Sectors where there is already substantial conversion to UV/EB technology include digital printing, 3D printing and design flooring. Besides these clearly defined mature and growth segments, there are numerous emerging applications, the future potential of which is still unclear. These include sensors, medical and dental applications, barrier technologies, industrial textiles, membranes, and many more.

What are the greatest challenges for UV coatings manufacturers and raw materials suppliers?

BB_BASF Nick_Gruber_04_2018

Nick Gruber


Gruber: To push the conversion frontier and increase the penetration of UV/EB technology in underrepresented segments, innovation and investment are essential. Another major challenge is the volatility and uncertainty in the markets resulting from political instability and economic fluctuations. The biggest challenge for UV coatings manufacturers and raw materials suppliers is the continuously increasing pressure from regulations such as REACH, Swiss Ordinance, etc., as well as brand owners’ regulations on health and safety. These need to be taken into account for existing applications as well as future developments. If addressed properly, they provide opportunities for growth on the one hand. On the other hand significantly increased resources need to be allocated towards HSE topics which at the end leads to significant costs to be absorbed by the value chain including the end consumer. Besides HSE topics, availability of key raw materials is the second major challenge at the moment. Driven by the strong industry demand and positive development of almost all regions and industry segments, the availability not only of crude oil based raw material but also of natural based raw materials as well as inorganics, e.g. titanium dioxide is very critical at the moment. This means increasing volatility of feedstock costs and in some cases slowing down of growth.

What UV systems have the greatest growth potential/will gain further market share?

The main applications in EMEA are furniture (wood, foil, door skins) and flooring (parquet, laminate, vinyl) coatings, which account for about 40% of the EMEA UV/EB market, followed by printing inks (offset, flexographic, gravure, screen) and overprint varnishes (33% of the EMEA market). These traditional UV/EB applications are expected to grow moderately – by 2-4%, depending on the maturity of the segment and the degree to which the technology takes hold. Fairly new UV/EB applications with huge growth potential are expected to be strong growth drivers. These include UV inkjet printing, which accounts for 3% of the EMEA UV/EB market (with a compound annual growth rate ((CAGR)) forecast of 8-10%), plastic and metal coatings (less than 10% of the EMEA market, CAGR 5-6%) and 3D printing (1% of EMEA market, CAGR ~10%). Today’s radiation curing market is still more than 90% dominated by classical UV curable systems. Within UV curing, the LED technology is one of the fastest growing technology. As a “cold” source of UV light, it is beneficial for temperature sensitive substrates, such as plastic films for packaging or especially high resinous light wood species. With LED the cost per unit can be optimized at a given output. The EB (Electron Beam) curing technology today is still small (10% of EMEA UV/EB market). The growth of EB technology over the years will clearly depend on the success rate of various current industry projects and investment activities. To conclude: Whatever can be UV/EB coated, will be UV/EB coated in terms of cost in use and performance. This means, a continued bright future for UV/EB!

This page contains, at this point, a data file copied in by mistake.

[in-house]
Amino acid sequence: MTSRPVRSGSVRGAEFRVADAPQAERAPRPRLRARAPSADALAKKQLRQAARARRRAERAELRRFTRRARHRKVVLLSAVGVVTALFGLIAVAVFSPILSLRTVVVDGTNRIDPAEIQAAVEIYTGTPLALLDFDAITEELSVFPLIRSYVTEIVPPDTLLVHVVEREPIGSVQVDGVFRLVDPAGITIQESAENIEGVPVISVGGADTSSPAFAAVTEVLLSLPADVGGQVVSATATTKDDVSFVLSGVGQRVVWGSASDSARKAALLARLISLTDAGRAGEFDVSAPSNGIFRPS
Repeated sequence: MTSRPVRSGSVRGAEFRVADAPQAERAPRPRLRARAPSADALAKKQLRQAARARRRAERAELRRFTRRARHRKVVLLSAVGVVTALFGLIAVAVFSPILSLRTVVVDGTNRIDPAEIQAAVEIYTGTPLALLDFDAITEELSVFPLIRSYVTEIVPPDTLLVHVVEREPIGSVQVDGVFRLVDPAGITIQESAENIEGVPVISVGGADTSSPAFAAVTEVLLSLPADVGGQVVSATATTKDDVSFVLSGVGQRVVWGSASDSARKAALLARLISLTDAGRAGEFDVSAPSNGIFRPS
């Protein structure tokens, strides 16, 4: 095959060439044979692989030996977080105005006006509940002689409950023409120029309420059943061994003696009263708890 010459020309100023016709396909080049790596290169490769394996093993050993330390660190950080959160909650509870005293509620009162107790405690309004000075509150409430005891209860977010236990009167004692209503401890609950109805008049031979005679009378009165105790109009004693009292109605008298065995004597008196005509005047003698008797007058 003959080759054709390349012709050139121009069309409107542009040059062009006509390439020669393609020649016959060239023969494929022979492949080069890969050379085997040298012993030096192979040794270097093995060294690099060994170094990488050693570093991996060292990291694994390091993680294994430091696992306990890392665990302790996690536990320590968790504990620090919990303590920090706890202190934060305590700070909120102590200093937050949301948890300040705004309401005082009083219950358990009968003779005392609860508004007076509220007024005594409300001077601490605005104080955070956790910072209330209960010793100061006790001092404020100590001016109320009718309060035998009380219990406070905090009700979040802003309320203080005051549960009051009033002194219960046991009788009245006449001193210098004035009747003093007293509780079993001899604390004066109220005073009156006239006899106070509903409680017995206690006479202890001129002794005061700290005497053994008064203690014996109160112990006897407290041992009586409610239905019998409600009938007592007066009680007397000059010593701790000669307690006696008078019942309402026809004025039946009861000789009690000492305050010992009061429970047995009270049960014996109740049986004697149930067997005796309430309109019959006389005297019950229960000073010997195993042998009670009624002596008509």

The complete interview is part of the May issue of the European Coatings Journal.